Seattle was to be ?U which was paid, at
the time the contract was signed, and
an additional $300 when deeds should pass
from Dee to the railroad -company. These
deeds have not hitherto been demanded,
but since the activity along -the north
shore of the Columbia by the Hill road,
it seemed desirable to the men behind
the Columbia Valley, generally believed
to be Harrlman officials, to secure title
to the lands involved. The rights ot
way demanded in pursuance or tne oia
contracts are necessary to the Portland
& Seattle if that line would follow its
original surveys along the rlvor. The
case Involved yesterday will determino
the fate of four other similar suits where
in the Columbia Valley is suing for the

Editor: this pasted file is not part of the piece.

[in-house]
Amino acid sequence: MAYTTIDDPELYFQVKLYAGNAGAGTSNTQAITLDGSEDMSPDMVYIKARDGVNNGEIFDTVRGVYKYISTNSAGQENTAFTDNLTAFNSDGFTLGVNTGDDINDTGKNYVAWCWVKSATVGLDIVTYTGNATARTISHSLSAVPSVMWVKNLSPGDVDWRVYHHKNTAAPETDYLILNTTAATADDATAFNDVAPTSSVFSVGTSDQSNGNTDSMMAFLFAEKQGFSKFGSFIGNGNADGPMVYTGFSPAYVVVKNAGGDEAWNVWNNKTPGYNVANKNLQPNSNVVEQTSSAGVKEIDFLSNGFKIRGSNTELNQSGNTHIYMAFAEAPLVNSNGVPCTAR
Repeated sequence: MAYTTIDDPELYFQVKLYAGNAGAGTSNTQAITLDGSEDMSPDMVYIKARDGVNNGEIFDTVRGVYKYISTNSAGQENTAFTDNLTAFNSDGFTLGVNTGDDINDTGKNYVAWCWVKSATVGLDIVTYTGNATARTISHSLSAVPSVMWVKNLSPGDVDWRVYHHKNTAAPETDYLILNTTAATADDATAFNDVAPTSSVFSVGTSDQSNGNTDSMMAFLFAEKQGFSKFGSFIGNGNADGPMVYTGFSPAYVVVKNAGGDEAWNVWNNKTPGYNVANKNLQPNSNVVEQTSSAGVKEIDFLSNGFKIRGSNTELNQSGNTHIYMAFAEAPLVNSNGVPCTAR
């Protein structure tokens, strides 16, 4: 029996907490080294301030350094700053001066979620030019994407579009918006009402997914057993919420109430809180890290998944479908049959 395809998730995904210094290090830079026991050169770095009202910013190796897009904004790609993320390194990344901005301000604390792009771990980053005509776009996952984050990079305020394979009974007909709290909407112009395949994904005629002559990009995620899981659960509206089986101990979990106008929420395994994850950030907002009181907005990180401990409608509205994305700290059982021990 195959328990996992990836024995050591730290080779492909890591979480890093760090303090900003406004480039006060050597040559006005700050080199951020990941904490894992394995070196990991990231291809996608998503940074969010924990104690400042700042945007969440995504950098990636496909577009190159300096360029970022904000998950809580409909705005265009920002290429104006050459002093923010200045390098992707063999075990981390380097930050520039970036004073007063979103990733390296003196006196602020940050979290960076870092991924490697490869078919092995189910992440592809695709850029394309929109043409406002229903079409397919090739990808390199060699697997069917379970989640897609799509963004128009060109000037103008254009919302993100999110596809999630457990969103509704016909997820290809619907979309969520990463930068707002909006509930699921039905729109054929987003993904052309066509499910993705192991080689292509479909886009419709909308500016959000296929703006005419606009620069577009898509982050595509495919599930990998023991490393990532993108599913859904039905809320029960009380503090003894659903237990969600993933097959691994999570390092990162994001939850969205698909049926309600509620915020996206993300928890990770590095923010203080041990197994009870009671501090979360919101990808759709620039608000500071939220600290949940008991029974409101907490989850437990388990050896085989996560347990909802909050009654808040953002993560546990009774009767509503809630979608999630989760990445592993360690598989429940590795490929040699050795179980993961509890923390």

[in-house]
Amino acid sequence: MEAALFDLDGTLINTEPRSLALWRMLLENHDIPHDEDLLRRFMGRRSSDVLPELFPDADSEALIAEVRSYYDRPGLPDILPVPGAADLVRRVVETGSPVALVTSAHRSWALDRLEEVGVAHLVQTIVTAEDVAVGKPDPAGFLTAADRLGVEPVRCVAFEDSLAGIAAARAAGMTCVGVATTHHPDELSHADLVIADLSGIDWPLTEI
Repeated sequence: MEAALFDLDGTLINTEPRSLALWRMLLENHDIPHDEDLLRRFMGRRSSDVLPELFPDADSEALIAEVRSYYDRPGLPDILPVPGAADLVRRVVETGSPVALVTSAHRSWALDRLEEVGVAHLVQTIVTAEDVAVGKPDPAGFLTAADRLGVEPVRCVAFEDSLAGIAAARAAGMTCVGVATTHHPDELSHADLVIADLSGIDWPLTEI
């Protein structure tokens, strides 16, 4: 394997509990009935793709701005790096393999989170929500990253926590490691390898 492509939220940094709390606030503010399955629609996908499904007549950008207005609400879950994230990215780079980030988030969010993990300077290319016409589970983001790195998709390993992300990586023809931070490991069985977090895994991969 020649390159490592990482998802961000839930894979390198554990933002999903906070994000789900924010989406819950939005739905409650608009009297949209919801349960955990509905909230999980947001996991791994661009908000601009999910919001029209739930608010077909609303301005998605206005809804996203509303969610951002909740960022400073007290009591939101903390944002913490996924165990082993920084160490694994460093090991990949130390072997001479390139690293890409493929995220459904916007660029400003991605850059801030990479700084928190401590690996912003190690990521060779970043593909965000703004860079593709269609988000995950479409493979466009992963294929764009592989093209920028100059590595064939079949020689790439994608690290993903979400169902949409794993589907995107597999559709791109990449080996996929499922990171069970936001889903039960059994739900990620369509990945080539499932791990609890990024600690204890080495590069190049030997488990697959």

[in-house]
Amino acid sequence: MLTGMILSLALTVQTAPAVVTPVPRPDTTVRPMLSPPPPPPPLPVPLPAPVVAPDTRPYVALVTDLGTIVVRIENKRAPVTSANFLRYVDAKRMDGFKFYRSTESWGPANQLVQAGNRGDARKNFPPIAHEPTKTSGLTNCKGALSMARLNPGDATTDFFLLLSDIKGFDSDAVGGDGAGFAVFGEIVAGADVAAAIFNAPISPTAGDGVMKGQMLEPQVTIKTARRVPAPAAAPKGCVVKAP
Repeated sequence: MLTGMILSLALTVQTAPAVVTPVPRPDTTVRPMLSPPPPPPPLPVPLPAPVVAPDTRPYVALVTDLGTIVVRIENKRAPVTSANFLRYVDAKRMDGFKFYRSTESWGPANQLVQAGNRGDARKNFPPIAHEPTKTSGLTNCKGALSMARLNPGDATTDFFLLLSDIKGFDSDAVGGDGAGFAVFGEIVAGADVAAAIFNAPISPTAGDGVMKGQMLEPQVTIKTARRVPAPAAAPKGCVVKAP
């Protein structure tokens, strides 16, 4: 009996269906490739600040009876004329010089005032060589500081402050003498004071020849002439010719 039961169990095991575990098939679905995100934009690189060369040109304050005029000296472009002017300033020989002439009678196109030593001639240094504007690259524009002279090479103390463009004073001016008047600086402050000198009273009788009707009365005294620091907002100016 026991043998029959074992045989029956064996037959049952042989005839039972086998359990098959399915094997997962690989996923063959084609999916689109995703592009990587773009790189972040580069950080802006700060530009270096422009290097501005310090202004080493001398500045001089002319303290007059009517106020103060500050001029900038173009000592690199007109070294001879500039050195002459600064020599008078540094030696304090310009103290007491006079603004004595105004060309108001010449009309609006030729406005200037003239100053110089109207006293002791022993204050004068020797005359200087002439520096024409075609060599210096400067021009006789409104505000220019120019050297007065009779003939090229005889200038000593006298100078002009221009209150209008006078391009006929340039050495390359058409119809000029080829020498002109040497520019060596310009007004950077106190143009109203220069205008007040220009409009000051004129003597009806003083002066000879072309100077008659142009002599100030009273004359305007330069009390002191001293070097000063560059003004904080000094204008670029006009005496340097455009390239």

performance of contracts made in 18S9.
By consent of the litigants the decision
In the "Wiegand case will settle the others.
A Session at Vancouver.
As a matter of expediency the hearine
of the arguments on the demurrer was
had at Vancouver, although it would
properly come before Judge McCredle at
Goldendale. as the land involved is sit
uated in Klickitat County, which Is in
the same district of the Superior Court as
The demurrer under fire yesterday was
interposed by the Columbia Valley npon
the filing of an answer by the Portland
& Seattle to the original complaint
against Wiegand by the Columbia Valley
attorneys. The answer toade some start
ling allegations, among them being the
statements that the Columbia Valley did
at no time, either when the contract with
Fred Dee was made in 1899 or at the
present time, expect to build a railroad